The startup world is cut throat. It seems like there is always some kind of monstrous competitor lurking around the corner ready to devour your company. At least, this is what a scarcity mindset would reinforce.
The sad thing is that even if that monster is beaten there is another one ready to take its place. Concerns about competitors are like a hydra. Cut off one head and two more take its place.
What are we to do?
Walk past them. Don't engage. Your brand has one enemy and that is who it was yesterday. The bliss embedded within such a mindset is that whether you win or lose, it's all up to you.
"I want to be original," says the young startup founder. Well, I've got news for ya pal, you never will be and you will kill yourself trying to go down that road.
Everything is a derivative of something else. There is no new idea under the sun. Now, you can see this as negative or you can realize the opportunity you have to explore and put your spin on something already successful. The best creative work I come across is stolen. Meaning, the people that made it did not come up with the idea on their own, but they put it into a new context.
I'll give you an example, my friend Luis rebranded an agency a while ago. This agency's office overlooks a harbor in San Diego. So, he took the brand down a nautical path and turned them into a rebellious rouse of scallywags. They changed their name from Digital Style to VSSL, shifted all of their lingo to mirror a gang of pirates, and even named the rooms in their space after the places on a ship (the brig, the gulley, even the poop deck).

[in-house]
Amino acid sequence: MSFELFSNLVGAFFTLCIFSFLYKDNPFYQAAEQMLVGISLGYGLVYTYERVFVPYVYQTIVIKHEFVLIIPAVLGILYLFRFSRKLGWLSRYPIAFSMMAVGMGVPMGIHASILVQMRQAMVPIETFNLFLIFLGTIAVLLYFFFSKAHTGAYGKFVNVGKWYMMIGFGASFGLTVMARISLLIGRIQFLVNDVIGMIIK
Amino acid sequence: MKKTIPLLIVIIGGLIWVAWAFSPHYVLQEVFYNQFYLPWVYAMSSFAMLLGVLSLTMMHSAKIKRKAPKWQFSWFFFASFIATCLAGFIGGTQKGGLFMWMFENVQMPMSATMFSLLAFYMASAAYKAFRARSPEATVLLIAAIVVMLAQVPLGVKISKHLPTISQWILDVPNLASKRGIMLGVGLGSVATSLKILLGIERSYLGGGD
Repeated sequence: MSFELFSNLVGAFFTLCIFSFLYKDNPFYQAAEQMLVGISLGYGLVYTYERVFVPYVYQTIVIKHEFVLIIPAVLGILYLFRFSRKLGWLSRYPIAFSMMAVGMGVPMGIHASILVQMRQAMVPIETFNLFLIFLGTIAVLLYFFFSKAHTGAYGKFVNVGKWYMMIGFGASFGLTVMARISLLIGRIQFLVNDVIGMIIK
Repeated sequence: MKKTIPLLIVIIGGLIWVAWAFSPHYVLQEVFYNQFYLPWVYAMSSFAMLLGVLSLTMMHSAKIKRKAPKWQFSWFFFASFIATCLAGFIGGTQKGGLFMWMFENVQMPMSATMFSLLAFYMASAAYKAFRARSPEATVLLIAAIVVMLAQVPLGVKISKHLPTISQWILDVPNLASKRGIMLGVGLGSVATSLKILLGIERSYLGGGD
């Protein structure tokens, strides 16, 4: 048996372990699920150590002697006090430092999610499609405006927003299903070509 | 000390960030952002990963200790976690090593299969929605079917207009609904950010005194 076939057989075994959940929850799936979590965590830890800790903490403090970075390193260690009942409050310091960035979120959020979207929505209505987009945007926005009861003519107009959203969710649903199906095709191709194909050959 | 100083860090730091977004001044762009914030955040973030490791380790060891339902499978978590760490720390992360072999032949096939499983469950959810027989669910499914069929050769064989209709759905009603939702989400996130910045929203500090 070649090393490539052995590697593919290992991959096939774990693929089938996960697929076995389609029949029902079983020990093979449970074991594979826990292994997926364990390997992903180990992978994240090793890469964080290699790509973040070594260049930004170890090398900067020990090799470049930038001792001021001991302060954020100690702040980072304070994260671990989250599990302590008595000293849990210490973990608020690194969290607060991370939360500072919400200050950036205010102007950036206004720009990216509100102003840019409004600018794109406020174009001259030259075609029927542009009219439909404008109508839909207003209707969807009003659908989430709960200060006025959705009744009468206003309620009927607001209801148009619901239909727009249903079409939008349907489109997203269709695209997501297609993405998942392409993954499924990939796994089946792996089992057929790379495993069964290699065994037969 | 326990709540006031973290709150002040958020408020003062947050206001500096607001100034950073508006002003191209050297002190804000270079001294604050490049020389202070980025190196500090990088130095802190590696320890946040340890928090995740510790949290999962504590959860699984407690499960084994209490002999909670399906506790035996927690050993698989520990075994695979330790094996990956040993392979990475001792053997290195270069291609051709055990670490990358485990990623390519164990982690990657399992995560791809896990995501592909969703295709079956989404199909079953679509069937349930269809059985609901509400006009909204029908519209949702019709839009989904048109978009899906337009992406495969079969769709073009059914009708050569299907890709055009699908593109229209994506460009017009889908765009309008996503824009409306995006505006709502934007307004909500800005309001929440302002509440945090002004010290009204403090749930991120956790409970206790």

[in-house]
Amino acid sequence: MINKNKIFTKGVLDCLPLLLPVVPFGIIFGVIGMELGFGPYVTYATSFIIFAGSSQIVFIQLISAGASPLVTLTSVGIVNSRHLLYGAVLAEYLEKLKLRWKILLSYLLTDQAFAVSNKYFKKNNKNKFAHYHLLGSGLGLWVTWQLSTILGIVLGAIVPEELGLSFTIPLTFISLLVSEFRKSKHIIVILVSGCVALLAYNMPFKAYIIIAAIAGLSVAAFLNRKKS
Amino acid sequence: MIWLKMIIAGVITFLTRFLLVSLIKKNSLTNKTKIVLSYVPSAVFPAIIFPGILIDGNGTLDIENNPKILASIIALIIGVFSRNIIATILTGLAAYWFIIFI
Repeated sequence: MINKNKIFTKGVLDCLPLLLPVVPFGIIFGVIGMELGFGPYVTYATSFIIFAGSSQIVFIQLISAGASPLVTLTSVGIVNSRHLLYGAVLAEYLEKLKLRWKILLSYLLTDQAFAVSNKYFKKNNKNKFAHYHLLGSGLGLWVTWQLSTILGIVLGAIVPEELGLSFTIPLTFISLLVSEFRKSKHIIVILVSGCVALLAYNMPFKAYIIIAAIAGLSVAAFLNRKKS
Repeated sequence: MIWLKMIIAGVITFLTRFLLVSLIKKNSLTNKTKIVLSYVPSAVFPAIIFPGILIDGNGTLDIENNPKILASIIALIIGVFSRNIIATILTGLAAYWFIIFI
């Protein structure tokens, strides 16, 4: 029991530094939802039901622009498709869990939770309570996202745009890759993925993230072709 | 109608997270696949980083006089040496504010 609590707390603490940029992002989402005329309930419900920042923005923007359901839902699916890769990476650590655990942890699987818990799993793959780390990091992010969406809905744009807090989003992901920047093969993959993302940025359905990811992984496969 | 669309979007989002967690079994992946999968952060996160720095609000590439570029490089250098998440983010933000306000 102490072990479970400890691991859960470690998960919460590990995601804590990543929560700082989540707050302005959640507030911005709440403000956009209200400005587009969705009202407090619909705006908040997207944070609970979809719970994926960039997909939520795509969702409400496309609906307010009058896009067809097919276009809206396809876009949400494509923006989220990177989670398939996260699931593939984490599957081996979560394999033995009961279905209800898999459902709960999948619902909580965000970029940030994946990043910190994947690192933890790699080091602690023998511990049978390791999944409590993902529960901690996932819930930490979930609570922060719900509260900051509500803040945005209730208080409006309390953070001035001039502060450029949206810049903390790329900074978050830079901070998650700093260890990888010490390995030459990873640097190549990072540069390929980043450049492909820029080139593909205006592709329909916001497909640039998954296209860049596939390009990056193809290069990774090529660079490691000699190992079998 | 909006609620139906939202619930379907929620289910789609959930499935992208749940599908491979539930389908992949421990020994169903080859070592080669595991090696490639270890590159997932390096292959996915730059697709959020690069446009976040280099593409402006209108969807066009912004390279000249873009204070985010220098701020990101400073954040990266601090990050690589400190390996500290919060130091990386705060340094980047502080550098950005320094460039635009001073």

Here's the thing, Luis found every single element that went into that brand, he didn't conjure it out of thin air. The logo, the name, the language, the visuals, even the culture of the company is rooted in life at sea.
Find something inspirational and different, then steal it.
"What do you mean?" is the most common response when I tell people I work with rebels.
I proceed to tell my core belief that being different is more important than being better. But there's more to it than that. What drives this core belief home is that I live it. Perhaps not in gigantic ways, but here are a couple examples:
I refuse to be on Facebook and Instagram.
I don't drink or partake in other substances.
I rarely take calls or meetings in the morning.
I plan on staying a small company for the foreseeable future.
These are stories about who I am as a person that seep into my business as well. Stories like these are strong because they are genuine, I don't have to put on a face to live out the truth I proclaim.
When you build your brand, tell your story. Open up your ugly, the things people will think you are weird for. I guarantee there are people who will not like it, but the flip side is that there will others who appreciate it.
Tell YOUR story. Not the one you think people want to hear.